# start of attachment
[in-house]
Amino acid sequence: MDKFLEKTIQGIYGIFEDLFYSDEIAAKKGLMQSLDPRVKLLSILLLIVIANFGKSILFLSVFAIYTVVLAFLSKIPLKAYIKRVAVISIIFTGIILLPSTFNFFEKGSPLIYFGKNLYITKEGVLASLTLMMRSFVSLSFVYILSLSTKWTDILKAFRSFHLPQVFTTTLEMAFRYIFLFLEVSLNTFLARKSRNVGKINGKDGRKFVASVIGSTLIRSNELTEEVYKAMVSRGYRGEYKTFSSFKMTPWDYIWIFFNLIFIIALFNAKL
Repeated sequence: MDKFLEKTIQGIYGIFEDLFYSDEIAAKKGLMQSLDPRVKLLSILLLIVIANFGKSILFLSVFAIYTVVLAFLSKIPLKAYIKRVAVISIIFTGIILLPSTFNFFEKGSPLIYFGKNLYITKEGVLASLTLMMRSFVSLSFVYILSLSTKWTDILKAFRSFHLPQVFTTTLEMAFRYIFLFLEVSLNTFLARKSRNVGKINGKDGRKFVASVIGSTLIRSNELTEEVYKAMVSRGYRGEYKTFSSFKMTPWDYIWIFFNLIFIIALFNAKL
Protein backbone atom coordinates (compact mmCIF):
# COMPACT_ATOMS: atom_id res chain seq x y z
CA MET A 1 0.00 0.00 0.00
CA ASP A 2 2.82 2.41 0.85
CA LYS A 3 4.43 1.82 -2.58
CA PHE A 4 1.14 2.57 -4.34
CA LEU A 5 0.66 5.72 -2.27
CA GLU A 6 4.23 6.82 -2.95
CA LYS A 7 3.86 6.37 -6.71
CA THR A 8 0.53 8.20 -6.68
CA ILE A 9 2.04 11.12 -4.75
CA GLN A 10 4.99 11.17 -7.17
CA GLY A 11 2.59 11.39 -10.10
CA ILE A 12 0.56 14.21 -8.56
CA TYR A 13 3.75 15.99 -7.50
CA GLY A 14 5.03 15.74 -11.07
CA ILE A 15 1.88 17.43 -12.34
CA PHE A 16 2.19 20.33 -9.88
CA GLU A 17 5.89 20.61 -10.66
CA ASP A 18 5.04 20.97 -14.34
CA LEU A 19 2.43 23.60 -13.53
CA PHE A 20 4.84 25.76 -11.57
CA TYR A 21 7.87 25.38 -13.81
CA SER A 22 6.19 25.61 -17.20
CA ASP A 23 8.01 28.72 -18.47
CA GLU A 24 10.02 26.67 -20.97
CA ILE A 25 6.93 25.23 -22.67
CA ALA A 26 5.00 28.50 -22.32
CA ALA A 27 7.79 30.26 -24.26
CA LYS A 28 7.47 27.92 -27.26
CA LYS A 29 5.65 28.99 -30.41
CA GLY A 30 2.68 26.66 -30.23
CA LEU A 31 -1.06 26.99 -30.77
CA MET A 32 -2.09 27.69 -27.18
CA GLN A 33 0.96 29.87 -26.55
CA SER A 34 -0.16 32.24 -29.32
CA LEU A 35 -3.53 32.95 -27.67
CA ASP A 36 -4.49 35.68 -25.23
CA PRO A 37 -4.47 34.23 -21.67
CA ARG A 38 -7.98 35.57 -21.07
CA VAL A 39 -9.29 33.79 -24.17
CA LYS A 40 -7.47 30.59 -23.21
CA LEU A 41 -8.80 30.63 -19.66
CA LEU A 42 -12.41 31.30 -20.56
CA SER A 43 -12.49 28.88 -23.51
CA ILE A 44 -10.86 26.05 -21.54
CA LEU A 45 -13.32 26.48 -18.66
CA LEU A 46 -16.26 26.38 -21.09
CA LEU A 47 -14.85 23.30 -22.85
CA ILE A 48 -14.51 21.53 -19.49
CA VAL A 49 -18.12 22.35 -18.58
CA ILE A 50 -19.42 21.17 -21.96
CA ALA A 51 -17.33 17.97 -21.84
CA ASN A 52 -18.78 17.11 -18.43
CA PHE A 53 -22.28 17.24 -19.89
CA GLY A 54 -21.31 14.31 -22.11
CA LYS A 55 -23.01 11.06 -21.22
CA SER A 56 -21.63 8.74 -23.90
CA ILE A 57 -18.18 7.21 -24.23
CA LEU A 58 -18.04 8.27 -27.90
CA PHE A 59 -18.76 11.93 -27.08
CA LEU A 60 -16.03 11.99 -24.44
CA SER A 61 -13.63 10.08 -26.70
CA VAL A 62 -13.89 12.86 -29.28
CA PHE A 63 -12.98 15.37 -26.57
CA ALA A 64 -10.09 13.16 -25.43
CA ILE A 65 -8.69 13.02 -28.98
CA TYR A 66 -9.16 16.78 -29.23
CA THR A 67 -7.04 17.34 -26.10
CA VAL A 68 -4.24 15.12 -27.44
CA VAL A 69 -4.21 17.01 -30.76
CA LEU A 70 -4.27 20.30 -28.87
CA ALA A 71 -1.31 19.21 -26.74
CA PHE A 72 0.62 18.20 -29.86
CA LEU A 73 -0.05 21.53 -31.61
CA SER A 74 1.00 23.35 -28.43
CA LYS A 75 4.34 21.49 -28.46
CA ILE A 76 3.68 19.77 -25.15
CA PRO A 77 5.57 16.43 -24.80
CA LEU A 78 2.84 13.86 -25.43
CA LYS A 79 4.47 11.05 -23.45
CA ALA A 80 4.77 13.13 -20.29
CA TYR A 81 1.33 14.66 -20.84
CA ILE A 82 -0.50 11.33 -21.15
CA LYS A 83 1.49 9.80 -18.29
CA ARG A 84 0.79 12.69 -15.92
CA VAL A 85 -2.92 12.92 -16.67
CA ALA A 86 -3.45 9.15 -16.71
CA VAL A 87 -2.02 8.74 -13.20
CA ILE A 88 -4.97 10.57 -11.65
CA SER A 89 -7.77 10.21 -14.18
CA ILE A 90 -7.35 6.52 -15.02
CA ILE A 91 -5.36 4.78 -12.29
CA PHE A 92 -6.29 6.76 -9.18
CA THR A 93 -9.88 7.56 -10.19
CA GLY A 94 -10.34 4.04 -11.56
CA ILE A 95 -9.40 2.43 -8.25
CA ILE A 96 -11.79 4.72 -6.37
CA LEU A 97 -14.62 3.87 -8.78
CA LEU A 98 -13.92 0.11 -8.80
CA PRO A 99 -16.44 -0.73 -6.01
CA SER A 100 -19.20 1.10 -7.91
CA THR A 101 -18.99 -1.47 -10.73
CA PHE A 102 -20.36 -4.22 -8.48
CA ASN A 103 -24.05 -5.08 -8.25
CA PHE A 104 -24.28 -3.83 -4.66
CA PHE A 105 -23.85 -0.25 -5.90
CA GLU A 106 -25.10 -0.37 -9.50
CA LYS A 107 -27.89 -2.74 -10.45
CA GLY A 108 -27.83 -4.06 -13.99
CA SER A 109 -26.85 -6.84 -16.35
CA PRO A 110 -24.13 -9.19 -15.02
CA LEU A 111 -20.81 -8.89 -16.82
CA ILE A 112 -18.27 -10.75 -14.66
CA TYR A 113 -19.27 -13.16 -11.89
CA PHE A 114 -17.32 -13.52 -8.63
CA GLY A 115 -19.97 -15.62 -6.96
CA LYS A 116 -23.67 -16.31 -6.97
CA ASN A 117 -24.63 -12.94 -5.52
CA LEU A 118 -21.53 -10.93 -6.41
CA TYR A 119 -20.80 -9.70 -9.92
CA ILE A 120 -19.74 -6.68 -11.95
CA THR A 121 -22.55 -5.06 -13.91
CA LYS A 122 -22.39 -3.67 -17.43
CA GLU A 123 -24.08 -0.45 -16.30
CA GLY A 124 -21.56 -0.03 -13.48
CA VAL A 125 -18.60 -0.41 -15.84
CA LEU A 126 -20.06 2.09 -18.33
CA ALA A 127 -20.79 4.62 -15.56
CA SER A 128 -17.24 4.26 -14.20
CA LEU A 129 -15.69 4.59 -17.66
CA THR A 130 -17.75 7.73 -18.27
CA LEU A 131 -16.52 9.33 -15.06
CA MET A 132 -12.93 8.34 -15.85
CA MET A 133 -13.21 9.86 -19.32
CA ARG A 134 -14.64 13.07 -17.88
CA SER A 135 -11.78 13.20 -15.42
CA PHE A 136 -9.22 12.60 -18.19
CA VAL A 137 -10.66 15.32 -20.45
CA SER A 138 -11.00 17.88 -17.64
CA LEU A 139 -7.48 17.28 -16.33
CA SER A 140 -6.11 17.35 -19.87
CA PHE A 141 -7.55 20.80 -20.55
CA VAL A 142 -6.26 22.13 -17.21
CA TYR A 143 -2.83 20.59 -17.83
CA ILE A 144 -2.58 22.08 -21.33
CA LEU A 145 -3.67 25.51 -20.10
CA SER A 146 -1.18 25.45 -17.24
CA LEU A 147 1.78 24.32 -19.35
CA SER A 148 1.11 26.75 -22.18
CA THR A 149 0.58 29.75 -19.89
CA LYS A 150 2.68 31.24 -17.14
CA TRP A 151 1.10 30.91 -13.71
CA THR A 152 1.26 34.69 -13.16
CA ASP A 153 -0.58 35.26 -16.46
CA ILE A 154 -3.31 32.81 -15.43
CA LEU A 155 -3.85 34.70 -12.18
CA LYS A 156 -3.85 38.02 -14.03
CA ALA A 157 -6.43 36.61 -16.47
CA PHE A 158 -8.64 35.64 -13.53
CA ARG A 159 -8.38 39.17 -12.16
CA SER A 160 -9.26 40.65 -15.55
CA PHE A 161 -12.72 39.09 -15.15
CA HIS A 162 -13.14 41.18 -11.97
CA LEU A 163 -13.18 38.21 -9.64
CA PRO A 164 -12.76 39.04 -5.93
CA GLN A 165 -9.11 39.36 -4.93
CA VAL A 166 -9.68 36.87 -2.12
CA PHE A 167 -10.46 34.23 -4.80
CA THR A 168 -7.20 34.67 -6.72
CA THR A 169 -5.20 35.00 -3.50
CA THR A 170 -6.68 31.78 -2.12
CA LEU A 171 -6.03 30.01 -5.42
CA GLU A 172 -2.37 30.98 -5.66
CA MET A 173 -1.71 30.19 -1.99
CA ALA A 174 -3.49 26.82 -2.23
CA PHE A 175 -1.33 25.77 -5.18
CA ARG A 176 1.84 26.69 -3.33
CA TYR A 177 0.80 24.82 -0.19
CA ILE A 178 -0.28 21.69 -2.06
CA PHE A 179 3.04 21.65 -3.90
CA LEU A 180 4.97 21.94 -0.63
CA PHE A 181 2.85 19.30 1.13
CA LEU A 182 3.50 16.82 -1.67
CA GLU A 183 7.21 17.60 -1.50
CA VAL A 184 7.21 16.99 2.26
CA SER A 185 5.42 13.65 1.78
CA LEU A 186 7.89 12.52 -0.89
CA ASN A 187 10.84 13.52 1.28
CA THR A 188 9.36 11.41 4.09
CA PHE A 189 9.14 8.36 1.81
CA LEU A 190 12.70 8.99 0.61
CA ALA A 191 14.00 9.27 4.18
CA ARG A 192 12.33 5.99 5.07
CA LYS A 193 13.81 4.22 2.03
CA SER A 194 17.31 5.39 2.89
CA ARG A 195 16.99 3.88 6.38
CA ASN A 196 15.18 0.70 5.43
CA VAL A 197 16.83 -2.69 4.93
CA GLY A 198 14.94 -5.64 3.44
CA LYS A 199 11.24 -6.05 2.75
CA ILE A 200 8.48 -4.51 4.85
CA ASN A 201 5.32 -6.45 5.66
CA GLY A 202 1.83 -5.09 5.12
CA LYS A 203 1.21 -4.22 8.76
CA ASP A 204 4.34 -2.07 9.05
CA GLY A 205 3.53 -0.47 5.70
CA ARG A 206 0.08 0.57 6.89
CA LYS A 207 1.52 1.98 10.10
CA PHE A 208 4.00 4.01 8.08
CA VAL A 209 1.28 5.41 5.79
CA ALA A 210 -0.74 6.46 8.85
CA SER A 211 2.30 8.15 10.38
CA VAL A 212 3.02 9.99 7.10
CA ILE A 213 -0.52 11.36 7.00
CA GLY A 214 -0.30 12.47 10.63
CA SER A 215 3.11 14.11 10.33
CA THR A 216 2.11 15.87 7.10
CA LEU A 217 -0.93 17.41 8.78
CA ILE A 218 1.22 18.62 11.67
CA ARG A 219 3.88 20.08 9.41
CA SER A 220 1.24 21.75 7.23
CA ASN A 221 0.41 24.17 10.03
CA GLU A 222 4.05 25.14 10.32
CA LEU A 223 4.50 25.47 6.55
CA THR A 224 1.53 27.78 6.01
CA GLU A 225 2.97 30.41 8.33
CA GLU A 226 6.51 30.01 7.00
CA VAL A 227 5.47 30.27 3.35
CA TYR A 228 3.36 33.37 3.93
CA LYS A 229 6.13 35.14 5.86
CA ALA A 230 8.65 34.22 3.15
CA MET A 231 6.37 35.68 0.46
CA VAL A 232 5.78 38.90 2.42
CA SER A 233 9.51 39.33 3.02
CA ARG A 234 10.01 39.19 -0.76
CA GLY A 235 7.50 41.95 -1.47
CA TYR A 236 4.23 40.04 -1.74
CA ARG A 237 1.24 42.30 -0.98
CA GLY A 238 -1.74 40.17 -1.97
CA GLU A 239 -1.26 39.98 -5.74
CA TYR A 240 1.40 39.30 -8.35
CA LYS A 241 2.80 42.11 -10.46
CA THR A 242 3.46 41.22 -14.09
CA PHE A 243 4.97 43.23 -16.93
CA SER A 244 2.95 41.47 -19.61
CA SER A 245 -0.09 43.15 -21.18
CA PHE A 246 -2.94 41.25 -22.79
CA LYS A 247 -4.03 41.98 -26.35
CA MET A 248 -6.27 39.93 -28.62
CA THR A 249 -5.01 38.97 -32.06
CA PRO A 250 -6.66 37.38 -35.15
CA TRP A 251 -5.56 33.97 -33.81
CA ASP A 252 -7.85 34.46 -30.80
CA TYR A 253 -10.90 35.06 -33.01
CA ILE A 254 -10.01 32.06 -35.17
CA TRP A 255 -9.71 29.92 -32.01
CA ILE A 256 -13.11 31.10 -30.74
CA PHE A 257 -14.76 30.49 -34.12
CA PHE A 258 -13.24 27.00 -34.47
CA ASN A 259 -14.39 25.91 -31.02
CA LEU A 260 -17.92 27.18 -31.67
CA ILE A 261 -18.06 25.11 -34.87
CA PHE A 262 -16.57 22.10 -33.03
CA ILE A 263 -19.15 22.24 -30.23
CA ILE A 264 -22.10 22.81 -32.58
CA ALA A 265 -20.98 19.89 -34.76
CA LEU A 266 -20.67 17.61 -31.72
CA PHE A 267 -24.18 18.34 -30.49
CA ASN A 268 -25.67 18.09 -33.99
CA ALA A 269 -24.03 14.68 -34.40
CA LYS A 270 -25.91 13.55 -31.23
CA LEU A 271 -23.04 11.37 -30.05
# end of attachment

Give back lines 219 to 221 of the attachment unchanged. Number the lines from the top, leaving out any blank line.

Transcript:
CA GLY A 214 -0.30 12.47 10.63
CA SER A 215 3.11 14.11 10.33
CA THR A 216 2.11 15.87 7.10